Since 2013 you no longer need to fill the I-94 arrival/departure form but you have to fill, while still on the plane, the American customs declaration. As your “US Street Address”, put the address of the place where you will spend the first night in the United States, such as the address of your hotel. Immigration officers may ask you about your travel plans or require you to prove you have enough funds to sustain your travel. It is recommended to show your return ticket and to have a list of locations you are planning on visiting in the United States. All foreign visitors are registered upon entering the United States by the Department of Homeland Security using the biometric data: in less than a minute they will take your picture and your electronic fingerprints.

ARRIVAL TO THE HOTEL

Upon check-in, you will be asked to show your ID and your credit card and you will have to fill a short registration form. In case your reservation is already paid, you will have to present a voucher and your credit card, which will be used as a guarantee in case of additional charges (pay TV, minibar, phone calls…).

ARRIVAL IN YOUR ROOM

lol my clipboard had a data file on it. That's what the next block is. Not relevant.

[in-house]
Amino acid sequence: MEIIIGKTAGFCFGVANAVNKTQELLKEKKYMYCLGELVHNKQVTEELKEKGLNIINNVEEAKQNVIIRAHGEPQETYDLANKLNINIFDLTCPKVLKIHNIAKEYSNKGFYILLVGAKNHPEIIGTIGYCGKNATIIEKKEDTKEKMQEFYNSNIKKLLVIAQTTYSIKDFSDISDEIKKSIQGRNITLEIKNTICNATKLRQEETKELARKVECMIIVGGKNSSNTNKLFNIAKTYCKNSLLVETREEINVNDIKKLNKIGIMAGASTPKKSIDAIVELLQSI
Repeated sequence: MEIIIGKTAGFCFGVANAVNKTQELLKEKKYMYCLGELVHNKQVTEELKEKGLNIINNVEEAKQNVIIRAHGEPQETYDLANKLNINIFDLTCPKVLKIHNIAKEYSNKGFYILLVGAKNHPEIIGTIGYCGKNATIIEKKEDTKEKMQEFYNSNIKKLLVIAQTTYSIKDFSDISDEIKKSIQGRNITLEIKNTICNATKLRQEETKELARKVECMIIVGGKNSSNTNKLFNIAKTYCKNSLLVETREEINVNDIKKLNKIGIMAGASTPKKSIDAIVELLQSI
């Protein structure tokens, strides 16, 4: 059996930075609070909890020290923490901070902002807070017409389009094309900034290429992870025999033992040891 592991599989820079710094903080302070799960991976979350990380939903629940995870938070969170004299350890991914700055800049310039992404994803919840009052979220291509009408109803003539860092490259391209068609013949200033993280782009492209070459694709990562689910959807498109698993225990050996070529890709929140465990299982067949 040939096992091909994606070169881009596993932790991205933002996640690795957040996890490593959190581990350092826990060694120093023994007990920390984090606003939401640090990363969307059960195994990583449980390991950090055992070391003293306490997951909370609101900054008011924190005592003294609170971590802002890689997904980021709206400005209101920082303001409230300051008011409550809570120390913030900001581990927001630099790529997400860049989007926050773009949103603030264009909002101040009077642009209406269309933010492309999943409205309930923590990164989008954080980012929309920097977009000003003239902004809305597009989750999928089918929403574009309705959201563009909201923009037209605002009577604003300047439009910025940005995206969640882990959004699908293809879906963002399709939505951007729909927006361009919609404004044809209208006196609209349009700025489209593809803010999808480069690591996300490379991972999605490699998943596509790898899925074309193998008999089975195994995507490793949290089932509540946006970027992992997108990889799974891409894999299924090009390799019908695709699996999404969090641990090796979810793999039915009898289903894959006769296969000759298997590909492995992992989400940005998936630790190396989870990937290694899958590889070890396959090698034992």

American hotel rooms are different from European ones. Double rooms may contain one or two beds, which can be queen size, which is one and a half of the single bed space and it is the most common type, or king size, which is larger. Triple or quadruple rooms do not have three or four beds, but are still double rooms, with a king size bed and an extra bed, or two double beds. Single rooms have a single bed.

Good to know

TAX

Sales taxes in the United States vary from state to state and even from one county to another, but in general they go from 5% to 9%. Hotel taxes also vary from city to city and range from 10% to over 18%.

TIPS

Tipping is obligatory in the United States and are generally as follows: 2$ per piece of baggage and at least 5$ per cart for airport and hotel porters; 10-15% for taxis; at least 2$ for valet service after they give you your keys back; 15-20% of the bill for waiters in the restaurants, if the tip is not already included in the bill; from 3$ to 4$ per night for maid service in hotels and 10-15% for bartenders plus at least 1$ per drink. 

TELEPHONE

International calls

To make a phone call to the United States from abroad you need to enter the international access prefix of your own country (for example, 00 for calls from Italy) + prefix for the United States (1) + local three-digit area code + local 7-digit number. To make a phone call from the United States to another country you need to make the dial out code for international calls (011) + country code (for example, 39 for Italy) + local area code (with 0 for Italy) + the number you wish to dial.